Wednesday’s Strikes Show Greeks Refuse Change

Apergia_Poreia1It is really sad to see the people of a country that was on the brink of bankruptcy three days ago to go on strike and take it to the streets to demonstrate against the deal that saved them from bankruptcy. It is as if this is a strike in favor of bankruptcy.

The new bailout agreement Prime Minister Alexis Tsipras has managed to secure after 17 hours of hard negotiations that verged on humiliation is not a bed of roses for Greece. It’s more of a bed of nails. The proposed deal contains some harsh austerity measures and reforms that would make even diehard capitalists cringe. Yet, austerity reforms might be the shock therapy the Greek economy and Greek society need.

A society that has learned to survive on tax evasion, lawlessness and corrupt practices, from the Prime Minister to the last newspaper kiosk owner, and from the hospital manager to the small tavern owner. A society with 35-year-old pensioners, blind taxi drivers, paid sinecures in the public sector, people who receive pensions 10 years after they died, doctors who declare 10,000 euros yearly income and countless other categories of happy Greeks who live splendidly while destroying the economy.

Now all these people, and they are not just a few, see the new reforms as a danger to their well-being. They see the “greedy” Europeans as the ones who want to impose evil things such as tax audits, public employee evaluations, debt repayments and retirement after 60. In other words, they hate to see practices and rules that apply to normal countries apply to Greece because… “we are unique, special people.”

So on Wednesday, public sector employees, municipal workers, pharmacists and doctors will go on strike to protest against the harsh reforms the Greek government is about to bring in order for the country to stay afloat and (hopefully) get on the path of economic recovery.

It is natural, though. Public employees don’t want to be evaluated because many of them do very little actual work. The same applies to municipal employees. Pharmacists want to be the only ones selling vitamins and other parapharmaceuticals and the new bailout deal says that these products can be sold in super markets as well. Public doctors are a different story: They have every right to strike because their salaries have dwindled to humiliating levels. And there’s very few of them left in Greece. The strike is also for unionists and their friends who want to protect their sinecures.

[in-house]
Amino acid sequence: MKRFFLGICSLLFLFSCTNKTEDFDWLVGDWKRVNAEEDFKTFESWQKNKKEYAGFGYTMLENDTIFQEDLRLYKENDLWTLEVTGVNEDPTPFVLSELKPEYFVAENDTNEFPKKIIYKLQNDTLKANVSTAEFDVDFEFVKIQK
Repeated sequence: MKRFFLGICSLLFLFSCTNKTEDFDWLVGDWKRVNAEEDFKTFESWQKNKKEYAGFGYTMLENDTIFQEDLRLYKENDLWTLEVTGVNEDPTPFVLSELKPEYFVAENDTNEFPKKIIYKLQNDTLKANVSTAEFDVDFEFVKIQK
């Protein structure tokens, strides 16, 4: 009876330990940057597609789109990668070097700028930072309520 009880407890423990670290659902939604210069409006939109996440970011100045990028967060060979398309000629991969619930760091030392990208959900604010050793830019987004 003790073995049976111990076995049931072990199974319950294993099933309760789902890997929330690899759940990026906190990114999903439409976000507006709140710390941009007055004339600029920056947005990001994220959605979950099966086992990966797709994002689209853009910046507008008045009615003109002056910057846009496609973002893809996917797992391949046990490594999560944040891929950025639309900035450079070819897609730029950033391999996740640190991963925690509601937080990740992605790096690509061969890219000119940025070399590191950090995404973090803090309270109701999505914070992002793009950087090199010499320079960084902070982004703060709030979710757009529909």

So, in essence, it is special interest groups that don’t want the changes the required reforms will bring. And they go on strike. The right to strike is undeniably an essential right in a democracy. However, in Greece, it is so abused that not only it has lost its sheen, it has also lost its meaning. During the economic crisis there has been a major strike almost every two weeks. Going through the motions, people rally and shout slogans that have lost their meaning. Strikes and demonstrations have become part of the Greek lifestyle. This must be the only country that has a website that tells you what strikes are on each day.

And all strikes and demonstrations are essentially for the same demand: Don’t change anything, we are fine in our corrupt, clientelist, statist existence; we want to keep living on loans we refuse to pay back; we want all the privileges of a European Union membership and none of the obligations; the world owes us because we are the cradle of western civilization; we want free money because we voted so.

Wednesday’s strike, which is the same repeated strike that goes on for five years now, is supposedly against austerity. But if strikers are honest with themselves, they will admit it is a strike against change. Against the changes needed so that Greece will not have to rely on borrowed money and handouts forever.


  1. Demonstrators/strikers are all from the public sector. They are against any changes to the system in order for corruption to continue for more “Fakelakia”. This strike/demonstration has nothing to do with the private sector.